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Gus Wilson's Model Garage

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January 1932


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by Martin Bunn


"I'm all through trying to repair automobiles," said Mr. Penny disgustedly as Joe Clark swung open the door at the Model Garage and his partner, Gus Wilson, smiled a greeting.

"Last job didn't turn out so good, eh?" suggested Gus.

"To tell the truth, Gus," confessed Penny, removing his hat and absent mindedly scratching the top of his bald dome, "as an auto mechanic, I fear I'm a good schoolmaster."

Penny spent his days pounding history into boys and girls at the local high school.

"I thought I'd economize by doing my own repair work," he went on.  "The motor seemed to be getting weaker and weaker and it used a tremendous quantity of oil, besides starting hard and continually fouling spark plugs.  I'd read somewhere that those symptoms meant that the piston rings were worn out."

"You put your finger on the trouble, at any rate," Gus interrupted encouragingly.  Then what did you do?"

"I suppose I should have come to you for new rings," said Penny,  "but a doctor's bill came in that week and I thought I could save a little by getting the rings from a cut-rate mail order house.  It took them four days to get here and then it took me all day Saturday and Sunday and all of my spare time for the better part of a week to install them.  And now it's worse in every way than it was before!  What did I do wrong?"

"I can make a durn good guess," Gus grinned, but guessing is bum business in the auto game.  Stop around after school tomorrow and I'll have her opened up so we can find out what's wrong."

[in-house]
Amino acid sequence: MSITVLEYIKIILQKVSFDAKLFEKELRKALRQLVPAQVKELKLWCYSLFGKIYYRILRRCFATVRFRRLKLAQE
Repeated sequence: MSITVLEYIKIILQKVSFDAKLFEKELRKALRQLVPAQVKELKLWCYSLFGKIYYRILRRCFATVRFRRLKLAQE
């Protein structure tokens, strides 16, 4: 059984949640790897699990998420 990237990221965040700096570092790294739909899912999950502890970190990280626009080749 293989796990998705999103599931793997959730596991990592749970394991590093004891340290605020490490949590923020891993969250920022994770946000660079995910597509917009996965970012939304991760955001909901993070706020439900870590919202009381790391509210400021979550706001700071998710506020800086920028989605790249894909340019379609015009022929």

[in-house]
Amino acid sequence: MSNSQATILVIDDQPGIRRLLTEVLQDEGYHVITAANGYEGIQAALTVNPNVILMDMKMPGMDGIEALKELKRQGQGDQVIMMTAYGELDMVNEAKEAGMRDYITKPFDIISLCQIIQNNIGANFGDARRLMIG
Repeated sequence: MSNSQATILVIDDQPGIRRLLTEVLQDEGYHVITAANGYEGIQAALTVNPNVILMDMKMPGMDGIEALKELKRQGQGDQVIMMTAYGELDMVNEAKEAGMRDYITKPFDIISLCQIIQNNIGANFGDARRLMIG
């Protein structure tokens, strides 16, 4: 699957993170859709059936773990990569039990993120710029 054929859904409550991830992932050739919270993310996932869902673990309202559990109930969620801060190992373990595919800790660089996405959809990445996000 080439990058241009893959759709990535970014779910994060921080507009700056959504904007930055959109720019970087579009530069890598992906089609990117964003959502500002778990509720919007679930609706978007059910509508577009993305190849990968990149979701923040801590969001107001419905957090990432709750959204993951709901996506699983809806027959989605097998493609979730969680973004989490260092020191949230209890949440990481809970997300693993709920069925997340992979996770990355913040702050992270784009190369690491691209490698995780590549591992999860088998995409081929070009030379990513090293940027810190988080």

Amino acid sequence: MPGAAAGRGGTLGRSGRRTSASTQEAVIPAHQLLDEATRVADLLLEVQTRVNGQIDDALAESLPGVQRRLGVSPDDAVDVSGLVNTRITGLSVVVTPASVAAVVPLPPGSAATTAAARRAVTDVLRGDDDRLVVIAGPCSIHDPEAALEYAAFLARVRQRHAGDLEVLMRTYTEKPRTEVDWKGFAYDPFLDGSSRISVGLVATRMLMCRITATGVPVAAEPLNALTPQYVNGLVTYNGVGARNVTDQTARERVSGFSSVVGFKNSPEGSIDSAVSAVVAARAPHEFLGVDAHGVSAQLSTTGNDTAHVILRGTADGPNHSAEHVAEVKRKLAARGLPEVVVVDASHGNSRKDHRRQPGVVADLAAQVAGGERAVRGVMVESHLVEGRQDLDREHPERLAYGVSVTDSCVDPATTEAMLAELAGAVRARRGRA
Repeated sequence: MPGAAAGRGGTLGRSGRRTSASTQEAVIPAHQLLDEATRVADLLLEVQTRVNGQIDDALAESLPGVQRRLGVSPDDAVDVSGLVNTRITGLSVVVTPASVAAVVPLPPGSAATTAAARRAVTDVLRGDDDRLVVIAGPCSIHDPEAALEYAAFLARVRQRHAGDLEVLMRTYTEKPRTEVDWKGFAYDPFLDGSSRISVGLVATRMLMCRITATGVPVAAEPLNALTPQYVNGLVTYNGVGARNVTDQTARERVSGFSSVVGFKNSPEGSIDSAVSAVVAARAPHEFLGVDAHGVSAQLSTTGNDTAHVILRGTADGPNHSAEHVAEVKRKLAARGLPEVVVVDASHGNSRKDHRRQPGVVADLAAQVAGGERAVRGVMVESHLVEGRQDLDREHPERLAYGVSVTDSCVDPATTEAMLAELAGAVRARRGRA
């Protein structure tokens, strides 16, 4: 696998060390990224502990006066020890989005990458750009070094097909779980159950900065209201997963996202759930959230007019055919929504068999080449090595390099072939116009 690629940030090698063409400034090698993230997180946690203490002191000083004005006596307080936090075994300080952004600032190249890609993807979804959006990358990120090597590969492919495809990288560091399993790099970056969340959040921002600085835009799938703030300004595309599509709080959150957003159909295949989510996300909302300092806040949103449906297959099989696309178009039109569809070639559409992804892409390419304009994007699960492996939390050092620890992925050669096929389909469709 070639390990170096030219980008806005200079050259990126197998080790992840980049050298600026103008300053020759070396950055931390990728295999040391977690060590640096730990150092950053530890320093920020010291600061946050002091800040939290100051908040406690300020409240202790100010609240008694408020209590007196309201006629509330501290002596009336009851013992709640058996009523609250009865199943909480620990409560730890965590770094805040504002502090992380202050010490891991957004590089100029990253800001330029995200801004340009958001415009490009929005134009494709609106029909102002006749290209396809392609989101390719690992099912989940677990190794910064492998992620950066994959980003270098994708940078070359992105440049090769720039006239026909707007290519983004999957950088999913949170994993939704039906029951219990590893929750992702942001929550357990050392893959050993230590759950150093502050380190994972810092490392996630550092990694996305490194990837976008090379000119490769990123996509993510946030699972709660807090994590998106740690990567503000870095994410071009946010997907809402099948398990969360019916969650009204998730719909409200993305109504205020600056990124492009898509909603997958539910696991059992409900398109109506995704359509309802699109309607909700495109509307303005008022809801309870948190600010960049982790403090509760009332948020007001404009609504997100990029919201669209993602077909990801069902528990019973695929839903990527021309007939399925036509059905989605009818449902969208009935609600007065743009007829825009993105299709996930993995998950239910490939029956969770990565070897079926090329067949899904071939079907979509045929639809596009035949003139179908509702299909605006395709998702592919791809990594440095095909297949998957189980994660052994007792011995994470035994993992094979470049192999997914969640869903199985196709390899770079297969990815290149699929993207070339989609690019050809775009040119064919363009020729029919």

When Penny arrived a few minutes after three the next day.  Gus took him over in the corner where his car was parked.  The cylinder head had been removed the oil pan was off, and two of the pistons lay on a bench near by.

"Now," said Gus as he picked up a cylinder bore gage of the dial indicator type,  watch this and see what happens."

He carefully started it down the bore of one of the cylinders from which the piston had been removed. The threadlike hand of the dial indicator spun round and then trembled back and forth within a narrow space on the dial as the gage moved the last inch to the halfway mark.

"See where the hand stands now?" he said and then he turned the gage around about ninety degrees so that it measured the bore cross-wise instead of from front to back.  Now see what it reads," he said as the needle swung around over five divisions.

"What does it mean?" Penny asked, frankly puzzled.

"It means that the cylinders are worn oval instead of being true round as they were when the car was new.